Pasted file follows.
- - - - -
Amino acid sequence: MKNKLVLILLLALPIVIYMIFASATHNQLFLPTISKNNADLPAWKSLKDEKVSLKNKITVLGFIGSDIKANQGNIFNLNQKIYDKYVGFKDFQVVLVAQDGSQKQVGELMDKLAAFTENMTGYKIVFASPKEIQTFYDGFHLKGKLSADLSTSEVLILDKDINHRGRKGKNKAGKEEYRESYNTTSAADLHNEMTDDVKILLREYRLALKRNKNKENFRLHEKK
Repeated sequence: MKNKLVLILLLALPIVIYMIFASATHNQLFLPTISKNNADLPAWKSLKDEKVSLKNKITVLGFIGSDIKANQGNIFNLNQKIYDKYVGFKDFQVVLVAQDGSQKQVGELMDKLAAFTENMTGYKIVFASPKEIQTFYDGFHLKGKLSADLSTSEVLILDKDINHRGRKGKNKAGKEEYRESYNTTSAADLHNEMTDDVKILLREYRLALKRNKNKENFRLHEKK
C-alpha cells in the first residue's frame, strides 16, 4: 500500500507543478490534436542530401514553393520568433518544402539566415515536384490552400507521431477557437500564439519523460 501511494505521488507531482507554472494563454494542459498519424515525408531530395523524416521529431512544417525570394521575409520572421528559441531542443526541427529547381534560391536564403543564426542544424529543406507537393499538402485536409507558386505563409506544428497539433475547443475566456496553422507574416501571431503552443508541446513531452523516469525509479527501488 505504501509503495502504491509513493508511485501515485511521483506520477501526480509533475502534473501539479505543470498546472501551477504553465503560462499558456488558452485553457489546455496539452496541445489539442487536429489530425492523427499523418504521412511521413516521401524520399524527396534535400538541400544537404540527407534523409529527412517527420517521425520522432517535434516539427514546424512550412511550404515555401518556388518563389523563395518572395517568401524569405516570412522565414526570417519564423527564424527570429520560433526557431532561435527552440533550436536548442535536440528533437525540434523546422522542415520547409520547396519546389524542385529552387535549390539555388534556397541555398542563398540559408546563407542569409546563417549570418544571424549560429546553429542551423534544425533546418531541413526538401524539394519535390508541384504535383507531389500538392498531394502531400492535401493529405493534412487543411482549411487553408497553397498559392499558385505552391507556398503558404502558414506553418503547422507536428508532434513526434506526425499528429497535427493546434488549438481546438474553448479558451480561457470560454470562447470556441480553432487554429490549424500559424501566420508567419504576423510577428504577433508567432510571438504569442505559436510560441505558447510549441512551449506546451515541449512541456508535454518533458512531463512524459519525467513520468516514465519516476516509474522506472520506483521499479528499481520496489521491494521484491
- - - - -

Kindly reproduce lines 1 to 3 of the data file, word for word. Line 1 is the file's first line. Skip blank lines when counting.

Amino acid sequence: MKNKLVLILLLALPIVIYMIFASATHNQLFLPTISKNNADLPAWKSLKDEKVSLKNKITVLGFIGSDIKANQGNIFNLNQKIYDKYVGFKDFQVVLVAQDGSQKQVGELMDKLAAFTENMTGYKIVFASPKEIQTFYDGFHLKGKLSADLSTSEVLILDKDINHRGRKGKNKAGKEEYRESYNTTSAADLHNEMTDDVKILLREYRLALKRNKNKENFRLHEKK
Repeated sequence: MKNKLVLILLLALPIVIYMIFASATHNQLFLPTISKNNADLPAWKSLKDEKVSLKNKITVLGFIGSDIKANQGNIFNLNQKIYDKYVGFKDFQVVLVAQDGSQKQVGELMDKLAAFTENMTGYKIVFASPKEIQTFYDGFHLKGKLSADLSTSEVLILDKDINHRGRKGKNKAGKEEYRESYNTTSAADLHNEMTDDVKILLREYRLALKRNKNKENFRLHEKK
C-alpha cells in the first residue's frame, strides 16, 4: 500500500507543478490534436542530401514553393520568433518544402539566415515536384490552400507521431477557437500564439519523460 501511494505521488507531482507554472494563454494542459498519424515525408531530395523524416521529431512544417525570394521575409520572421528559441531542443526541427529547381534560391536564403543564426542544424529543406507537393499538402485536409507558386505563409506544428497539433475547443475566456496553422507574416501571431503552443508541446513531452523516469525509479527501488 505504501509503495502504491509513493508511485501515485511521483506520477501526480509533475502534473501539479505543470498546472501551477504553465503560462499558456488558452485553457489546455496539452496541445489539442487536429489530425492523427499523418504521412511521413516521401524520399524527396534535400538541400544537404540527407534523409529527412517527420517521425520522432517535434516539427514546424512550412511550404515555401518556388518563389523563395518572395517568401524569405516570412522565414526570417519564423527564424527570429520560433526557431532561435527552440533550436536548442535536440528533437525540434523546422522542415520547409520547396519546389524542385529552387535549390539555388534556397541555398542563398540559408546563407542569409546563417549570418544571424549560429546553429542551423534544425533546418531541413526538401524539394519535390508541384504535383507531389500538392498531394502531400492535401493529405493534412487543411482549411487553408497553397498559392499558385505552391507556398503558404502558414506553418503547422507536428508532434513526434506526425499528429497535427493546434488549438481546438474553448479558451480561457470560454470562447470556441480553432487554429490549424500559424501566420508567419504576423510577428504577433508567432510571438504569442505559436510560441505558447510549441512551449506546451515541449512541456508535454518533458512531463512524459519525467513520468516514465519516476516509474522506472520506483521499479528499481520496489521491494521484491